, which has at-the-money options sporting an implied volatility in the 80% range. On Monday, you could buy 1,000 shares at $28.65, buy 10 April $27.50 calls at $4 and sell 20 of the April $32.50 calls for $2 a contract. This provides a $5 separation in strike prices at no cost.
Compare this with a stock like
, whose at-the-money calls have 18% implied volatility. With GE shares trading at $33.42, its April $32.50 calls are priced at $1.40 but the $37.50 strike is worth a mere 10 cents, making the 1-by-2 ratio call spread (buy 1 April $32.50 call, sell 2 April $37.50 calls) cost a net $1.20 debit.
Generally speaking, it will require implied volatilities of 45% or higher to allow you to implement a ratio spread (with a sufficient strike separation and no more than six months until expiration) for even money or better.
The risk in the Sepracor position is identical to being long 1,000 shares of Sepracor at $28.85, but would deliver more than double the profit for any rise in price up to $32.50 before the April expiration. Remember: Like a covered call or a vertical put spread, the maximum profit is achieved once the underlying shares move above the strike price of the call options sold short.
The table below provides a snapshot of the position's value at various price points at the April expiration:
If you were merely long 1,000 shares, you'd have needed Sepracor to rise an additional $5, or 30%, to $37.50 to match the $8,885 maximum profit achieved here through a 13% move. The loss incurred if the stock decline is equal to simply being long 1,000 shares.
You may wonder how this compares with a regular covered-call or a vertical bull spread. The maximum profit of a 1,000-share buy-write in which 10 April $32.50 calls were sold is $5,850. But it would also provide $2 of downside protection, giving you a break-even point of $26.85.
As for the vertical bull spread, if you'd bought the April $27.50/$32.50 vertical spread for $2 on a 1-to-1 basis 10 times (buy 10 $27.50 calls and sell 10 $32.50 calls for a total net debit of $2,000), you would have achieved a maximum profit of $3,000 at April expiration.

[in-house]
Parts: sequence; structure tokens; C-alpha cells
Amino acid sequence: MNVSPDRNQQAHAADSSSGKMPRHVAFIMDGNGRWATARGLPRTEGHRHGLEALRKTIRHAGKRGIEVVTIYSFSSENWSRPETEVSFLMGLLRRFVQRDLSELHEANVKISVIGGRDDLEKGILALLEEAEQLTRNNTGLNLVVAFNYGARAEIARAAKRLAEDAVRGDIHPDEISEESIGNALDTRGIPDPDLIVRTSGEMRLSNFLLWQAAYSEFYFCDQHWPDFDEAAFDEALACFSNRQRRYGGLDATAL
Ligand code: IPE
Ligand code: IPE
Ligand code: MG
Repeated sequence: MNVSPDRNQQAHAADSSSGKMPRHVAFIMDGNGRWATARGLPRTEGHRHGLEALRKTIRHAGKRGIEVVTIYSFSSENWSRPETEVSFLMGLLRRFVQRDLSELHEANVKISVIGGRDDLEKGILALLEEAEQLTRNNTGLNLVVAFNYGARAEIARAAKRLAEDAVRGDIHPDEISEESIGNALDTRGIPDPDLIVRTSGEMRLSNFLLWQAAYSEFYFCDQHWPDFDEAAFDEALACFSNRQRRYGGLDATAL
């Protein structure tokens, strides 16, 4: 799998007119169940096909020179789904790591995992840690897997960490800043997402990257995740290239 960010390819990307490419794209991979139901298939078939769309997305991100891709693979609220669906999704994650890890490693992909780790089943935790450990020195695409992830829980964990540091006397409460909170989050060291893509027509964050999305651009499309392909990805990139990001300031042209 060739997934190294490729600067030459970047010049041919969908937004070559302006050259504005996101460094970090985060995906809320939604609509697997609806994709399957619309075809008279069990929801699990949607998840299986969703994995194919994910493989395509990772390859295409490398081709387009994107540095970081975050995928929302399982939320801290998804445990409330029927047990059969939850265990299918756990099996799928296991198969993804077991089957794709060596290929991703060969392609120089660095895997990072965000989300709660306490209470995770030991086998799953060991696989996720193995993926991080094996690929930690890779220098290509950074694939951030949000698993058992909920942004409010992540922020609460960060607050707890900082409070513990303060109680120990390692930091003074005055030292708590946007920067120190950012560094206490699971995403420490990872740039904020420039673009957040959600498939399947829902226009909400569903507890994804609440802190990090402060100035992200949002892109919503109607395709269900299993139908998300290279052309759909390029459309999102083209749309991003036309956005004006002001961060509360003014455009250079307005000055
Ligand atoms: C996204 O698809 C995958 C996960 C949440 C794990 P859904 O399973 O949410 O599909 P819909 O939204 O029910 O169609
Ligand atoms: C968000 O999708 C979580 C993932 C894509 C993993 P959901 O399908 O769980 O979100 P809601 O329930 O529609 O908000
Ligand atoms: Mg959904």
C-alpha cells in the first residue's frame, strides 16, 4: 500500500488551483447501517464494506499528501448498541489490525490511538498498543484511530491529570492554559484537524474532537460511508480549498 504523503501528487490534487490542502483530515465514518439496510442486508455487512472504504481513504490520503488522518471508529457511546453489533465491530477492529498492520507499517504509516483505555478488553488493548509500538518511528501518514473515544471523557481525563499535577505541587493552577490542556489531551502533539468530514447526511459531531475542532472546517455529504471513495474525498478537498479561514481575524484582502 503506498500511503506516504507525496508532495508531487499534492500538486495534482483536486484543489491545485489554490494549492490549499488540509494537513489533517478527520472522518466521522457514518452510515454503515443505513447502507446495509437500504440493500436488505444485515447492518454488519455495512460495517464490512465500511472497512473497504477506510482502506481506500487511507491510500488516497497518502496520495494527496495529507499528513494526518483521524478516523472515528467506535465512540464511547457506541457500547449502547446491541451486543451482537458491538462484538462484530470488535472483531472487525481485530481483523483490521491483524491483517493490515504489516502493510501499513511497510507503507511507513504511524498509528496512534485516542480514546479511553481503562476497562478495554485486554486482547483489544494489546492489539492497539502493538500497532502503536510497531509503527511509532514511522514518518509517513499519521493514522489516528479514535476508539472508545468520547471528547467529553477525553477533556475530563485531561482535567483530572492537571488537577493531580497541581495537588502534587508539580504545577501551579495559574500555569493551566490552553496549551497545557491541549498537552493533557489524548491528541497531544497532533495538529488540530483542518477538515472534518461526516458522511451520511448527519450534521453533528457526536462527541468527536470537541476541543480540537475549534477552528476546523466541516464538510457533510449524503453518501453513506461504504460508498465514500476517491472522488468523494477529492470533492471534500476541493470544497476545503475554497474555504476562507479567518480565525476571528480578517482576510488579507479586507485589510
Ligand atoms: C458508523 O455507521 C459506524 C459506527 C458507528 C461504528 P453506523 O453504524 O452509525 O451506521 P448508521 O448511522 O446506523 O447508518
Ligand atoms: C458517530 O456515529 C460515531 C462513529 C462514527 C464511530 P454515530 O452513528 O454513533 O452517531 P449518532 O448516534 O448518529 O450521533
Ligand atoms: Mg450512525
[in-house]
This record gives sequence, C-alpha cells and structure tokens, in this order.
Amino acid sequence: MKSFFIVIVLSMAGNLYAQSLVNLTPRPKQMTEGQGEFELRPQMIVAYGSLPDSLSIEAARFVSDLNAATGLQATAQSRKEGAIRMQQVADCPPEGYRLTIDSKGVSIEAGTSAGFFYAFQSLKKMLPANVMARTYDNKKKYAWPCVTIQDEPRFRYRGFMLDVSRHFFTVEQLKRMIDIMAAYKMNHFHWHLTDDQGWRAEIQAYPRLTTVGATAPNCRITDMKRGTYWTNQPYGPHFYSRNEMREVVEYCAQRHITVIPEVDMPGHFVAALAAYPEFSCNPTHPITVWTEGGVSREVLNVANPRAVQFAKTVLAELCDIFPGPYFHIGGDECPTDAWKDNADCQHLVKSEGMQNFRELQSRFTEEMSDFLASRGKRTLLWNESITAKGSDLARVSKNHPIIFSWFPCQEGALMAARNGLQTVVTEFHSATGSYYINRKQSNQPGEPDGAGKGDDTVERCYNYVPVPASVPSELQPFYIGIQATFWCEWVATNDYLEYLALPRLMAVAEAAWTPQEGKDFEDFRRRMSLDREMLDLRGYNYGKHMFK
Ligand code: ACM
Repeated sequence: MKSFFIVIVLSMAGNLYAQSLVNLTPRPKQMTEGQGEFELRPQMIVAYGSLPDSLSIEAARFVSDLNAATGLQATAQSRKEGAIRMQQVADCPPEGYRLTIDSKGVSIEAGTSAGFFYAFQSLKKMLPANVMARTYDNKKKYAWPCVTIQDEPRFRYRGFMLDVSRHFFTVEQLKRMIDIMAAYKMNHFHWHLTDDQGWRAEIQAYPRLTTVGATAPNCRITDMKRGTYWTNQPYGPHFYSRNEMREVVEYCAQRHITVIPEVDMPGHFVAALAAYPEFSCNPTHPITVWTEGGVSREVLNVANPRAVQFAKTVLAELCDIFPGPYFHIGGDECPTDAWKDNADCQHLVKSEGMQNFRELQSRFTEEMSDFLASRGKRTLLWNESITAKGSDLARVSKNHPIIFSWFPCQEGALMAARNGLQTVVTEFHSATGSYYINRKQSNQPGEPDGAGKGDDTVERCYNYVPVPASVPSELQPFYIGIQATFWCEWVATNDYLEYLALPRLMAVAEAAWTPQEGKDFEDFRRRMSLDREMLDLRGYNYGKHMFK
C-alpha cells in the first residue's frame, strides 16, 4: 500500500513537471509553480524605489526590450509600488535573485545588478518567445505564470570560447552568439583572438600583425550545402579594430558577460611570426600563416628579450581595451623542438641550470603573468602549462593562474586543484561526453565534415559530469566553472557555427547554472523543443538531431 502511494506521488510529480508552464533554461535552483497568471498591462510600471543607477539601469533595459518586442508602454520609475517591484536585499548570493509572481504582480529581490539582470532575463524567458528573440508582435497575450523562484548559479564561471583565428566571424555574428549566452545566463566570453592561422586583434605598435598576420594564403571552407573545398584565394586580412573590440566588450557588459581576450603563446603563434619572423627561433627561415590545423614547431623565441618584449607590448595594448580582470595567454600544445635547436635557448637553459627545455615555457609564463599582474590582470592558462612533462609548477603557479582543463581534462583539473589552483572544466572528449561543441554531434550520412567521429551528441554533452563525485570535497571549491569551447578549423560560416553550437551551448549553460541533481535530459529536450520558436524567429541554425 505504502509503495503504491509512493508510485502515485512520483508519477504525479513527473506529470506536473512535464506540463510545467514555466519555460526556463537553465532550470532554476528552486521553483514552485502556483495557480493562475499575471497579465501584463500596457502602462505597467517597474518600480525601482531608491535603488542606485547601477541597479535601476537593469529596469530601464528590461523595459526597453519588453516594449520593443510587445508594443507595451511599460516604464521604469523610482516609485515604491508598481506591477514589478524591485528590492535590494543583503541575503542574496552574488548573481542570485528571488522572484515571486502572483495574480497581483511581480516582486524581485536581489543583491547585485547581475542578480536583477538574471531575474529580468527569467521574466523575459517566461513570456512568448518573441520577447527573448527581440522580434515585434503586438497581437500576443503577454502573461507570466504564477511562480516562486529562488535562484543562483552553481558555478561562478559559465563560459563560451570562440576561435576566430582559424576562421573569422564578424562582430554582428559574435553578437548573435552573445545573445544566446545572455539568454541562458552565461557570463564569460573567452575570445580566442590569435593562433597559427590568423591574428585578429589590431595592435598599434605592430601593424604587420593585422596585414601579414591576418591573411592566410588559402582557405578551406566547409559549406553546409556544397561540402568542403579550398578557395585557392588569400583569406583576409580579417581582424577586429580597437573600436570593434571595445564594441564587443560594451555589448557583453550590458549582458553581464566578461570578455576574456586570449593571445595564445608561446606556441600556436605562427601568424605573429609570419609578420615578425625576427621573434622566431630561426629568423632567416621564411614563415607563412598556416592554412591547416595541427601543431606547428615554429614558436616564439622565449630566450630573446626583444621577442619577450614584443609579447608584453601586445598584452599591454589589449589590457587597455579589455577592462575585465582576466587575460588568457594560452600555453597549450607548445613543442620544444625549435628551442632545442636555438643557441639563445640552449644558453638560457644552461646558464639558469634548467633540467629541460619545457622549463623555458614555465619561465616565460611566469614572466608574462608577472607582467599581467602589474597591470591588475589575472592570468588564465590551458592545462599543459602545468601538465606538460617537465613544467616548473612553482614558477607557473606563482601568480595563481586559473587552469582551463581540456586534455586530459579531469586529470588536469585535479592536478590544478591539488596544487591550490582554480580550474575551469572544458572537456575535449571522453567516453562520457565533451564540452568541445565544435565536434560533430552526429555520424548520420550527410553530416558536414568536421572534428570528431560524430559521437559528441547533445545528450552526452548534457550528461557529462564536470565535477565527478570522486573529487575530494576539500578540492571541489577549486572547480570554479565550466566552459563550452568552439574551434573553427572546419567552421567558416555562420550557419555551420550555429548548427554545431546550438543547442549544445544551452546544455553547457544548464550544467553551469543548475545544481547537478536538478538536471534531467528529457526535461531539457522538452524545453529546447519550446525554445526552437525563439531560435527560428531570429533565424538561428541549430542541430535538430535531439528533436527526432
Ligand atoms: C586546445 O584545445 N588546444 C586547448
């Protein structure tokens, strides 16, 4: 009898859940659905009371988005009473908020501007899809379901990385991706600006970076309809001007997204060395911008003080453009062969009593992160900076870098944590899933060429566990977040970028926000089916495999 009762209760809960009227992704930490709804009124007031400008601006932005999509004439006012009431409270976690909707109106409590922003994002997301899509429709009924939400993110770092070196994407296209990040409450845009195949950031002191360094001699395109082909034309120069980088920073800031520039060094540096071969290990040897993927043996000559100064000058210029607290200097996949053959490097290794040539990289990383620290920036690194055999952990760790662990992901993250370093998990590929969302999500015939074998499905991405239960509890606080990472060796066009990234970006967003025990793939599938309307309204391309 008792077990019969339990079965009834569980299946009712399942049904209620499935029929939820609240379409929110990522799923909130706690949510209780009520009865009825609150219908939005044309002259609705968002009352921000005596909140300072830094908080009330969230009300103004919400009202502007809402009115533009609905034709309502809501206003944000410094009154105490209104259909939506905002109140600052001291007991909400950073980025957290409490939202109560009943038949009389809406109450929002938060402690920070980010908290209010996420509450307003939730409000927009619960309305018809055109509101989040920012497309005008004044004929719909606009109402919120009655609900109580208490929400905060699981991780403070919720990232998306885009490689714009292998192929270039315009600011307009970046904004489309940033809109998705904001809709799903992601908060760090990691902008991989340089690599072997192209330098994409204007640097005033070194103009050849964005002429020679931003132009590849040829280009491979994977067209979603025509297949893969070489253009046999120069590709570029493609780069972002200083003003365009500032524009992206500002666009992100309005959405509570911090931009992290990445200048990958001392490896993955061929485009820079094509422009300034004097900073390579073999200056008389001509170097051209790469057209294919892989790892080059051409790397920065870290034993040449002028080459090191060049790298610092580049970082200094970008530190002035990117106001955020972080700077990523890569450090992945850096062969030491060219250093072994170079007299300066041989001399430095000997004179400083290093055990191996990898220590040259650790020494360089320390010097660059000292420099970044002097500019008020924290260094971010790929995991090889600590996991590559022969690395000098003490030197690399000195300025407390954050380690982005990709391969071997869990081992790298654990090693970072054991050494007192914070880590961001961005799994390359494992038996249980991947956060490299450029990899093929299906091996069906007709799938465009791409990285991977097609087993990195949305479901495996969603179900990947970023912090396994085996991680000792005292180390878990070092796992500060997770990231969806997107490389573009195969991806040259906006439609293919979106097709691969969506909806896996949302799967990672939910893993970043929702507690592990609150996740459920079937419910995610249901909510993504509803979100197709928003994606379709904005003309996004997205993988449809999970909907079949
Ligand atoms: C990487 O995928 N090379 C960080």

While losses mount in the Double Dunk and regular covered call position as the price of Sepracor declines, the maximum loss of the vertical spread is limited to its cost, no matter how far the underlying shares fall. (I'm purposely not comparing the establishment of the 1-by-2 call spread on its own because the number of calls sold short is greater than the number of contracts long. This can create a position with a delta that can turn negative and become increasingly bearish as the price of the underlying rises, ultimately resulting in unlimited losses if the stock continues to climb.)
Keeping the Options Open
Najarian points out that the profit doesn't have to be limited. "If you still believe the stock has room to run, you simply roll the short calls up
move to a higher strike and out
to a later expiration date as soon as the stock crosses the higher strike price," he said. Najarian has been using this strategy in
over the past few months.
One way to reduce risk would be to use LEAPs or long dated in-the-money calls instead of buying shares in the underlying stock. But remember, this position still has substantial exposure and should only be established in stocks in which you have a bullish outlook.
Steven Smith writes regularly for TheStreet.com. In keeping with TSC's editorial policy, he doesn't own or short individual stocks. He also doesn't invest in hedge funds or other private investment partnerships. He was a seatholding member of the Chicago Board of Trade (CBOT) and the Chicago Board Options Exchange (CBOE) from May 1989 to August 1995. During that six-year period, he traded multiple markets for his own personal account and acted as an executing broker for third-party accounts. He invites you to send your feedback to